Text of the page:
Adam and the fig leaf: An uncomfortable wardrobe choice

Tintoretto’s 1550 painting of Adam and Eve depicts man’s first parents falling to the temptation of original sin. After the fall, Adam and Eve wore fig leaves to cover themselves, a clothing choice with many layers of meaning.

Tintoretto’s 1550 painting of Adam and Eve depicts man’s first parents falling to the temptation of original sin. After the fall, Adam and Eve wore fig leaves to cover themselves, a clothing choice with many layers of meaning.

We’re all familiar with the story of the fall of Adam and Eve; how they followed the temptation of the Serpent and ate the fruit. As a result, Genesis 3:7 says, “Then the eyes of both of them were opened, and they realized that they were naked; so they sewed fig leaves together and made loincloths for themselves.” And you know the rest of the story. But did you ever wonder why our first parents chose to make garments of fig leafs?

The first reason was so that they could hide their nakedness before God. The early Church fathers saw that Adam and Eve’s disobedience to God was a type of spiritual adultery, and because Original Sin is passed down through natural generation, they wanted to cover these areas of the body in shame. But why fig leafs?

Were fig leaves were the first thing they could find that could be sewn into clothing? Possibly. But there might be a second reason that has escaped our notice. We don’t live in a part of the world where fig trees commonly grow. According to Balfour’s Plants in the Bible, “The (fig) tree is a native of the East, and has been transported into Europe. It is grown in the south of Europe, including Greece and Italy; and in Northern and Western Africa. A wild type is known in Italy by the name of Caprifico.” You normally don’t see fig trees growing in the northern Midwest, so chances are you don’t know much about them.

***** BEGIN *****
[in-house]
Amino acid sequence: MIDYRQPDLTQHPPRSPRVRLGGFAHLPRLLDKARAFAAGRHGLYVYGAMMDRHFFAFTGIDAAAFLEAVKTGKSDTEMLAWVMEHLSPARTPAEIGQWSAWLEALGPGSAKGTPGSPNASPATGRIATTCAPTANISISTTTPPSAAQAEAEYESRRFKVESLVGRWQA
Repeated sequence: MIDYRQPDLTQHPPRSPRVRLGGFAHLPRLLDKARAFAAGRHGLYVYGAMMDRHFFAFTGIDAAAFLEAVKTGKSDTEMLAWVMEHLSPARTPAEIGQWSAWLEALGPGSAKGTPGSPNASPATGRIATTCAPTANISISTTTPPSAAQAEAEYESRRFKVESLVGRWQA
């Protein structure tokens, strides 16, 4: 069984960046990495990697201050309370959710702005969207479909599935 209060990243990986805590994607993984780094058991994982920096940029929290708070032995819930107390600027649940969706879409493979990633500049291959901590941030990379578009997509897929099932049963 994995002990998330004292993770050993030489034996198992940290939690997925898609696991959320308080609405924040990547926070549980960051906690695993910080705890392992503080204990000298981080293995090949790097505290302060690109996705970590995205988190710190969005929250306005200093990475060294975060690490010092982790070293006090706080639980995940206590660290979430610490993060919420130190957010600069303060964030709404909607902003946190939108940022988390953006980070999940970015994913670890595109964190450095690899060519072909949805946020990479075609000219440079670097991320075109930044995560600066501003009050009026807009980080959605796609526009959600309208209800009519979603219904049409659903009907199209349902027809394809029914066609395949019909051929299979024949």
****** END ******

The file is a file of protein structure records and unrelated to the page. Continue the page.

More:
Fig trees are not very user-friendly. They contain an enzyme call “ficin,” which, when touched, can cause severe skin irritation. If you’d like to see how gruesome fig tree rashes can get, jump on your favorite search engine and type “fig tree rash.” Trust me. These rashes are not pretty.

What’s fascinating is that our first parents, after they had sinned, decided to cover themselves with these itchy, irritating leaves. Why?

The early Church fathers, who knew fig trees very well, saw that this new clothing had some spiritual significance. For example, St. Augustine understood these itchy coverings to signify the “irritations of lust to which he had been reduced by sinning.” In other words, just as these leaves cause irritation to force us to scratch, they signify how the irritation of lust beckons us to sin.

Another, similar way to look at the fig leaf clothes is to see them as penitential garb. It has long been a custom within the Church for those who are called to such acts to wear clothing that is uncomfortable as an act of penance. For example, Scripture speaks of people being clothed in sackcloth (Genesis 37:34, 2 Samuel 3:31, and Esther 4:1). This rough clothing is uncomfortable and itchy. It’s possible that Adam and Eve didn’t make their first clothes out of fig leaves by accident; they may have not only wished to cover their nakedness, but to repent of what they did.

In Genesis 3:21, God gives Adam and Eve a new pair of clothes: animal skins. These skins may not have been quite as bad as the fig leaves, but according to St. Ambrose, these animal skins were penitential as well: “God cast Adam out of Paradise immediately after his fault; there was no delay. At once the fallen were severed from all their enjoyments that they might do penance; at once God clothed them with garments of skins, not of silk.”

It’s amazing how a little detail like fig leaves can add another level of meaning to a familiar story. It just goes to show that there is often a reward for those who are willing to dig a little “Behind the Bible.”


 Gary Michuta is an apologist, author and speaker and a member of St. Michael the Archangel Parish in Livonia. Visit his website at www.handsonapologetics.com.